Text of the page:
Training in genetic medicine need of the hour

July 5, 2019 0 By FM

In the post-genomics era, a great number of technologies are enabling a better integration of genetics and medicine. One can understand the extent of this integration from the number of centers dedicated to genetic education, diagnostics and counseling. However, in India, such centres are low in number, resulting in a weak integration of genetics into clinical practice and leaving a huge gap in healthcare.

As the patient-to-doctor ratio has always been skewed, physicians are under tremendous pressure to learn about new technologies. This aspect needs a closer look in our country and better strategies of collaboration between non-medical, scientific and clinical teams must be developed.

80% of Indian doctors are in urban areas, suggesting that there is very low penetration of clinical genetic services to the needy. There is a need to create more training programmes for early-stage medical students and practitioners.

Overall in India, there are very few centers offering medical genetics training for physicians. Clinical genetics gained momentum due to the pioneering efforts of senior geneticists like IC Verma, SS Agarwal and IM Thomas. Today, most such training programmes are conducted at Sanjay Gandhi Postgraduate Institute of Medical Sciences (Lucknow), All India Institutes of Medical Sciences (New Delhi), Nizam’s Institute of Medical Sciences (Hyderabad), Sir Ganga Ram Institute of Postgraduate Medicine and Research (New Delhi), Kasturba Medical College (Manipal), Christian Medical College and Hospital (Vellore) and Sri Avittom Tirunal Hospital Medical College (Thiruvananthapuram). Considering the Indian population and the need for medical genetics, there is an urgent need of establishing more training programmes.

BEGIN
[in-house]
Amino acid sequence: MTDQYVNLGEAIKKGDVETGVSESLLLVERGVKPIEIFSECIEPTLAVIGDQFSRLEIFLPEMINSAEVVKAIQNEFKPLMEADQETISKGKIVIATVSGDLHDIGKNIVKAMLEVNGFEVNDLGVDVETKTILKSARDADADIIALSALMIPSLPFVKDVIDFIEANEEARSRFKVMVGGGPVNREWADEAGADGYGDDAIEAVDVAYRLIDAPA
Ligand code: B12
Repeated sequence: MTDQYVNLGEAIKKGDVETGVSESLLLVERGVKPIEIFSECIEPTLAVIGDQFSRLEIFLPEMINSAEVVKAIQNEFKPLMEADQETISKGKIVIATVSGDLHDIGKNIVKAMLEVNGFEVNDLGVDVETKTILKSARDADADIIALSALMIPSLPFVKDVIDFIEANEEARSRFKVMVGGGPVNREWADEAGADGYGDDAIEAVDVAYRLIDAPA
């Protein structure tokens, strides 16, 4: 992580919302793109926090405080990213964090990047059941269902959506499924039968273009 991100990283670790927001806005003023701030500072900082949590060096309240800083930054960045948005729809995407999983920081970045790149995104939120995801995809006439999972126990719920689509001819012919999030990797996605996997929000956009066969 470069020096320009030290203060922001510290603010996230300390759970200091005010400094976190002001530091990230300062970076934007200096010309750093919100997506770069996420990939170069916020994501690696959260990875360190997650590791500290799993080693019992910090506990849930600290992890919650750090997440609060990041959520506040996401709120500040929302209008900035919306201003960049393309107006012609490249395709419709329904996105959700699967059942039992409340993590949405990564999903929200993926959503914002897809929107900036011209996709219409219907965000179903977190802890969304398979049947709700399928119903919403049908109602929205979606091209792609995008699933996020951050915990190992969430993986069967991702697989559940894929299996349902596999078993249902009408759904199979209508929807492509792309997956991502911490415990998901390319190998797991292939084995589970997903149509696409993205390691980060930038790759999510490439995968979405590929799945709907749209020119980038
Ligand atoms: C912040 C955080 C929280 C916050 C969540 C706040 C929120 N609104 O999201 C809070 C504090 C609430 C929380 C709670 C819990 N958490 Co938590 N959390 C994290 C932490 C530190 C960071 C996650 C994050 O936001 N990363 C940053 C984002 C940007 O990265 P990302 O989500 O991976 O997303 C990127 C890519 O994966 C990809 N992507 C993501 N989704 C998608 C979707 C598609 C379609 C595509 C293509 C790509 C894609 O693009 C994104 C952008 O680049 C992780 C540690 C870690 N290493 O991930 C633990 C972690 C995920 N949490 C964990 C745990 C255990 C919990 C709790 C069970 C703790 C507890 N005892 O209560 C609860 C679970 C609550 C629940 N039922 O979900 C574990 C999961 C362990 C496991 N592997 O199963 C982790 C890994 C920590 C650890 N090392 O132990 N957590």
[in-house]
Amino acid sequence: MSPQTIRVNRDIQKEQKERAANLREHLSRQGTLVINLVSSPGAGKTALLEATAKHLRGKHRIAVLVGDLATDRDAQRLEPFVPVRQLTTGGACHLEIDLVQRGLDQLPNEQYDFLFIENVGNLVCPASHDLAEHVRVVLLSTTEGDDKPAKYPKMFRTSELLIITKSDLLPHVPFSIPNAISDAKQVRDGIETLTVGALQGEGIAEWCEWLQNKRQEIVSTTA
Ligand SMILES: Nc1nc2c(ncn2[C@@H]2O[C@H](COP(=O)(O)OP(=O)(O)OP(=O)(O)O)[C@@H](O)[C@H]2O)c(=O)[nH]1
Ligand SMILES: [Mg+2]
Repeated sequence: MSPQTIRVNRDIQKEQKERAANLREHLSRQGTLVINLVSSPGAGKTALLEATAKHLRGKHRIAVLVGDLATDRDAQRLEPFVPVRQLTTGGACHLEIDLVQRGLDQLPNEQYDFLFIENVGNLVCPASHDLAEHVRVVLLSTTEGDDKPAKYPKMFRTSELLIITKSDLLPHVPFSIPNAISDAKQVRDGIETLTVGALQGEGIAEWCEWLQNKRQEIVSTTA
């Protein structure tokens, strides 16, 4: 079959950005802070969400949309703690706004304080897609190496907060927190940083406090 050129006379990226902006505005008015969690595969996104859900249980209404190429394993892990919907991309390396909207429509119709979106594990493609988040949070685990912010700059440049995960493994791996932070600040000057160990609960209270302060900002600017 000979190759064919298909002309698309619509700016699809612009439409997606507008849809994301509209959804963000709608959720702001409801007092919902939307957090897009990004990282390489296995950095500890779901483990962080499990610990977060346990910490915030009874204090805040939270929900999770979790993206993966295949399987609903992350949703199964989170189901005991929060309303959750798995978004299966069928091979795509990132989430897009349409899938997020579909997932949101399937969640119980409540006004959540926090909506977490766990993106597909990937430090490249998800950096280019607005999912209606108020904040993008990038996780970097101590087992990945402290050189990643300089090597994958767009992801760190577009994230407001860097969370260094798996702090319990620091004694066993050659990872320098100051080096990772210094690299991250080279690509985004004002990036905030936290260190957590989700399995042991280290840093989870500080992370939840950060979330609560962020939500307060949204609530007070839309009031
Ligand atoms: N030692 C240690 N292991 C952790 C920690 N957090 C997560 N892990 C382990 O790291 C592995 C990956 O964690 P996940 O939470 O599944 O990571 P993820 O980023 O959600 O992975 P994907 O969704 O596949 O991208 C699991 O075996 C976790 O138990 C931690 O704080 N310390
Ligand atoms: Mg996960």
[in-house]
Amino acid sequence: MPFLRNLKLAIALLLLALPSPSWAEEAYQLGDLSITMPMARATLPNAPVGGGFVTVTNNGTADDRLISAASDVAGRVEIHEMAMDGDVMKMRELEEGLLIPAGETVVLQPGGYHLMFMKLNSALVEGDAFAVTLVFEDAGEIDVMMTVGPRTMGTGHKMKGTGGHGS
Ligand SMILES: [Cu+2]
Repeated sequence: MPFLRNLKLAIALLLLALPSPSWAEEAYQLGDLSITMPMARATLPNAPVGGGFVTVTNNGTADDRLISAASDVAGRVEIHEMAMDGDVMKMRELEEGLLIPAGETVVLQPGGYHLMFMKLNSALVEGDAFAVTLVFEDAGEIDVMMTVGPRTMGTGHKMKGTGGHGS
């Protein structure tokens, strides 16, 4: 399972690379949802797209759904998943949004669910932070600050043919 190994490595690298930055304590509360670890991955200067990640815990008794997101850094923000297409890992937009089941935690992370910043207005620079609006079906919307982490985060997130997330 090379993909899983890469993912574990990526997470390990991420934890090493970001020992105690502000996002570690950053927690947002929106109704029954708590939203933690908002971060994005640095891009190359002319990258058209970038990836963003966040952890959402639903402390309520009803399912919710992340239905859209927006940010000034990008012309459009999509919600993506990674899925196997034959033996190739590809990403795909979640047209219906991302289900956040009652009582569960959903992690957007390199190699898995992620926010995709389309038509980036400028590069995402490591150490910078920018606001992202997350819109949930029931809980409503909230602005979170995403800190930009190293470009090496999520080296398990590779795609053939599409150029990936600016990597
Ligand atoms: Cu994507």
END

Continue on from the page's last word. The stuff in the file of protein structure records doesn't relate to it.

Unlike in many other countries, the Medical Council of India controls the medical curriculum in India. The student’s exposure to different subjects is today entirely dependent on the respective professors, who tend to be busy with the practice of medicine along with other, administrative duties. There is an uneven exposure of students to theory, practical and research expertise in this area. The concept of research-based and problem-based learning has not yet taken shape in India. Thus, the exposure to molecular biology, genetics and other important subjects are very low. Learning of new diagnostics, interpretation and research are an integral part of medical education worldwide. Opportunities for both MBBS and MD/MS students to pursue biomedical research for the translation of knowledge into a value proposition for the community must be encouraged. Similarly, non-medical researchers with Ph D must be given enough opportunities to be trained in clinical perspectives for better translational research. In a country like India, innovation is the need of the hour, and there is an urgent need to create new entrepreneurial strategies in training, technology creation and the delivery of affordable healthcare. In this extent, Institute of Applied Research and Innovation has started training programmes in molecular medicine, focusing more on the students. Such programmes, run in conjunction with medical colleges, can truly bring the changes needed for improved healthcare in India.

 

The author is medical scientist and former director of SGRF, Bangalore